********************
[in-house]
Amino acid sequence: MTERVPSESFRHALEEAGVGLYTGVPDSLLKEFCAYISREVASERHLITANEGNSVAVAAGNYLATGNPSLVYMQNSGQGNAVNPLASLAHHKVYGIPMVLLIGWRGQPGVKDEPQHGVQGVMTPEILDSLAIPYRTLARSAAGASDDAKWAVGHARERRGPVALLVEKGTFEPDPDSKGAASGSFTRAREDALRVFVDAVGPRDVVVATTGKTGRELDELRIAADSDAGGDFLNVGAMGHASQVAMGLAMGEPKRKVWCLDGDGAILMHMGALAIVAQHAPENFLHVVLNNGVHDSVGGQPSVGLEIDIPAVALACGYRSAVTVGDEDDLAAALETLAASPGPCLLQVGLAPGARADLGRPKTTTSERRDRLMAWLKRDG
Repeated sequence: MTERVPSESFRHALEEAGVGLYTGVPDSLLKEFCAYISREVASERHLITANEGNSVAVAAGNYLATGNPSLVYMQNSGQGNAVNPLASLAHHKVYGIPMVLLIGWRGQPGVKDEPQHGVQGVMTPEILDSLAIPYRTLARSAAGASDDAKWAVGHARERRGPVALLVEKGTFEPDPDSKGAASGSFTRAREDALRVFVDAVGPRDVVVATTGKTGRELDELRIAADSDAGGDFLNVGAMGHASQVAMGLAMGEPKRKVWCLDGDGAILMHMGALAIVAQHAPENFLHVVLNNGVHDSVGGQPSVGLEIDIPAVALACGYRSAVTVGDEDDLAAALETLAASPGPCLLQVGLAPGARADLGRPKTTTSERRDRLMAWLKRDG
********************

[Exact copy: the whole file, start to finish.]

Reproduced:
[in-house]
Amino acid sequence: MTERVPSESFRHALEEAGVGLYTGVPDSLLKEFCAYISREVASERHLITANEGNSVAVAAGNYLATGNPSLVYMQNSGQGNAVNPLASLAHHKVYGIPMVLLIGWRGQPGVKDEPQHGVQGVMTPEILDSLAIPYRTLARSAAGASDDAKWAVGHARERRGPVALLVEKGTFEPDPDSKGAASGSFTRAREDALRVFVDAVGPRDVVVATTGKTGRELDELRIAADSDAGGDFLNVGAMGHASQVAMGLAMGEPKRKVWCLDGDGAILMHMGALAIVAQHAPENFLHVVLNNGVHDSVGGQPSVGLEIDIPAVALACGYRSAVTVGDEDDLAAALETLAASPGPCLLQVGLAPGARADLGRPKTTTSERRDRLMAWLKRDG
Repeated sequence: MTERVPSESFRHALEEAGVGLYTGVPDSLLKEFCAYISREVASERHLITANEGNSVAVAAGNYLATGNPSLVYMQNSGQGNAVNPLASLAHHKVYGIPMVLLIGWRGQPGVKDEPQHGVQGVMTPEILDSLAIPYRTLARSAAGASDDAKWAVGHARERRGPVALLVEKGTFEPDPDSKGAASGSFTRAREDALRVFVDAVGPRDVVVATTGKTGRELDELRIAADSDAGGDFLNVGAMGHASQVAMGLAMGEPKRKVWCLDGDGAILMHMGALAIVAQHAPENFLHVVLNNGVHDSVGGQPSVGLEIDIPAVALACGYRSAVTVGDEDDLAAALETLAASPGPCLLQVGLAPGARADLGRPKTTTSERRDRLMAWLKRDG